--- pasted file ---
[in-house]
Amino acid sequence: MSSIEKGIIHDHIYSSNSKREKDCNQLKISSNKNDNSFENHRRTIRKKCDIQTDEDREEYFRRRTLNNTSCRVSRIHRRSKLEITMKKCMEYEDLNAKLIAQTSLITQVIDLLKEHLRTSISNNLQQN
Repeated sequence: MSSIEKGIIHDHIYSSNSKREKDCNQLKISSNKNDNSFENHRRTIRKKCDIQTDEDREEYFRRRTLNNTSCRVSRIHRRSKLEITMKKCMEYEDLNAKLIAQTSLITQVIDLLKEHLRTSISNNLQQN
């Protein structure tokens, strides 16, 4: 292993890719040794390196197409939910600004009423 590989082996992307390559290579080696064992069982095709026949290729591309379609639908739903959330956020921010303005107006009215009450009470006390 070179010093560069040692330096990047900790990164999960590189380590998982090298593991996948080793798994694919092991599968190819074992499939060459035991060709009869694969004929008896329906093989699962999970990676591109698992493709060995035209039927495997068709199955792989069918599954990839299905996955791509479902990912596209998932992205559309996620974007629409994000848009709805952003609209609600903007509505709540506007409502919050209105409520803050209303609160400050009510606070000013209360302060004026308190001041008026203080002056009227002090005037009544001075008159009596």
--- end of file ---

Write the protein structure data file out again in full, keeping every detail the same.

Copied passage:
[in-house]
Amino acid sequence: MSSIEKGIIHDHIYSSNSKREKDCNQLKISSNKNDNSFENHRRTIRKKCDIQTDEDREEYFRRRTLNNTSCRVSRIHRRSKLEITMKKCMEYEDLNAKLIAQTSLITQVIDLLKEHLRTSISNNLQQN
Repeated sequence: MSSIEKGIIHDHIYSSNSKREKDCNQLKISSNKNDNSFENHRRTIRKKCDIQTDEDREEYFRRRTLNNTSCRVSRIHRRSKLEITMKKCMEYEDLNAKLIAQTSLITQVIDLLKEHLRTSISNNLQQN
């Protein structure tokens, strides 16, 4: 292993890719040794390196197409939910600004009423 590989082996992307390559290579080696064992069982095709026949290729591309379609639908739903959330956020921010303005107006009215009450009470006390 070179010093560069040692330096990047900790990164999960590189380590998982090298593991996948080793798994694919092991599968190819074992499939060459035991060709009869694969004929008896329906093989699962999970990676591109698992493709060995035209039927495997068709199955792989069918599954990839299905996955791509479902990912596209998932992205559309996620974007629409994000848009709805952003609209609600903007509505709540506007409502919050209105409520803050209303609160400050009510606070000013209360302060004026308190001041008026203080002056009227002090005037009544001075008159009596």